La Casa Minima, a tiny home in Buenos Aires revealing Argentine’s slavery past it has sought to erase

Stephen Nartey November 23, 2022
Casa Mínima, San Telmo, Ciudad Autónoma de Buenos Aires. Photo: Wikimedia Commons

Oral tradition indicates that La Casa Minima was once owned by a freed slave. It is situated at San Lorenzo in the San Telmo district of Buenos Aires of Argentina. It is not the ability of the edifice to have withstood the scourge or time for many decades or its fascinating architecture that is of interest to many historians but its linkage to Argentina’s involvement in the transatlantic slave trade.

It is one of the narrowest buildings in Argentine culture. It has been whitewashed with some of the ancient clay bricks used in erecting it but it is visibly screaming loud because some of the white paint on the structure is peeling off.

La Casa Minima measures 2.5 meters at its widest point and it smacks of its long past with old wooden doors painted green with a second balcony sitting above it, according to Atlas Obscura. It stretches 13 meters in terms of its depth from the front view to its rear.

Local tour guides and inhabitants have not relented in sharing its dark history with any visitor to La Casa Minima. It is believed that it was a gift from the Urquiza family to one of their favorite slaves. Local accounts say the structure was handed over to the enslaved African in 1813 shortly after his freedom was handed over to him.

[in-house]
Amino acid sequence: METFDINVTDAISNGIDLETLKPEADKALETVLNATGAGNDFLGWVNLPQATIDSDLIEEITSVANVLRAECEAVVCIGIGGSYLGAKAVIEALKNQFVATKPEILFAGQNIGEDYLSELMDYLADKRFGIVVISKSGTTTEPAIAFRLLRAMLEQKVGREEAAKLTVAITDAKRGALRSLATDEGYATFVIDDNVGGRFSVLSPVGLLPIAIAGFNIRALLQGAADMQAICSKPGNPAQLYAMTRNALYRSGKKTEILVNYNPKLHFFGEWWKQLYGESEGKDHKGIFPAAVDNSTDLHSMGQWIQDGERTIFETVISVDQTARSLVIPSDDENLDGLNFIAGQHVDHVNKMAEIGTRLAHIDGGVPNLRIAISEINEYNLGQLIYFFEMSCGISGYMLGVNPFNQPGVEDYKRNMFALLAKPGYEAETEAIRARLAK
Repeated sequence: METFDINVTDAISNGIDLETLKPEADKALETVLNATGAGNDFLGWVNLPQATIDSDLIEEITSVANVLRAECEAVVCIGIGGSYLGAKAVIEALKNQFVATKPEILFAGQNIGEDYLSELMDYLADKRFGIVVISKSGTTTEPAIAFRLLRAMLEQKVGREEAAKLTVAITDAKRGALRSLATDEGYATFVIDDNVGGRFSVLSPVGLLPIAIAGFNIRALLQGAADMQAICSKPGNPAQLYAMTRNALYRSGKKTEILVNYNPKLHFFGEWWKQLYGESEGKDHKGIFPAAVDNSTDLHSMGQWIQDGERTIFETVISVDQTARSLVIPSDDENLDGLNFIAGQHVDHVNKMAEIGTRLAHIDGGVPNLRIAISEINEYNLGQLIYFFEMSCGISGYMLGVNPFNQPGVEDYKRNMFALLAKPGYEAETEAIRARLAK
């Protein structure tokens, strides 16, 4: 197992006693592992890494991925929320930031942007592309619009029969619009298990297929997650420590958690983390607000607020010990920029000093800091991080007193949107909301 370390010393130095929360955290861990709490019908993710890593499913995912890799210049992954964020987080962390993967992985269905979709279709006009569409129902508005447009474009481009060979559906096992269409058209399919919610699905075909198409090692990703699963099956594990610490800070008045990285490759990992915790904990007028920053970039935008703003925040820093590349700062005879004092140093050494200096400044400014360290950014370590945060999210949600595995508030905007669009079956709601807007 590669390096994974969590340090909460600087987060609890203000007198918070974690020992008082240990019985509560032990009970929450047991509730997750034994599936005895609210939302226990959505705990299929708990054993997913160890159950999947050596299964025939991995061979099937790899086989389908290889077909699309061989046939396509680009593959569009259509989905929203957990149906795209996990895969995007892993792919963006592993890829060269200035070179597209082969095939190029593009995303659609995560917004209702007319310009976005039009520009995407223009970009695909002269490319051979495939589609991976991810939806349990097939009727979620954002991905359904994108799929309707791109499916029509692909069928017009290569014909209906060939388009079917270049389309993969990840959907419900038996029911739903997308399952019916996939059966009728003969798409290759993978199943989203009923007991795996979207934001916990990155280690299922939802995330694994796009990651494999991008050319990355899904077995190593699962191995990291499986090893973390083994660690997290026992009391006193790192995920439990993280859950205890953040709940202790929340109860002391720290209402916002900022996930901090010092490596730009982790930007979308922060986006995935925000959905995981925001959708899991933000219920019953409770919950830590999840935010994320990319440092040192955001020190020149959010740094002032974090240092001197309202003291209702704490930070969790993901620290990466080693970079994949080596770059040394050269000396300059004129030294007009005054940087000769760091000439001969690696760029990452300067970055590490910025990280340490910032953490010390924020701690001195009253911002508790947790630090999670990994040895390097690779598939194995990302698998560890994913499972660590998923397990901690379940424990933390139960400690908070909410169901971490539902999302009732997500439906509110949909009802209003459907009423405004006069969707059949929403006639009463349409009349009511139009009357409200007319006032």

There is a coincidence to this narrative because Argentina began the process of abolishing slavery in 1813 when it introduced the Free Womb Act granting all babies born to slave mothers their freedom. Slavery was finally outlawed in Argentina in 1853 and Buenos Aires implemented it in 1861. Historical accounts indicate that the history surrounding the ownership and occupancy of La Casa Minima are plain facts that can be verified.

It was once a single home spanning some 16 meters wide. But, the slicing of a piece of it to either new owners or rentals eventually collapsed it into the narrow architecture that stands today. Historians say the bad mathematics that went into its sale and sketchy planning by the managers of the facility is what has reduced the one fascinating edifice to a piecemeal. Instead of the managers of the estate to conscript neighbouring units into a single facility, they decided to leave it in a standalone piece.

Some historians say Argentina has been wrestling with the identity of a mixed race of African descent for decades now. But, there is ample evidence in some local delicacies, historical relics and cultural dance that bridges the present with Argentine’s involvement in the slave trade.

Many Afro-Argentines have been struggling to establish their African ancestry following conscious government efforts to erase the existence of anything that connects Argentina with its dark past.

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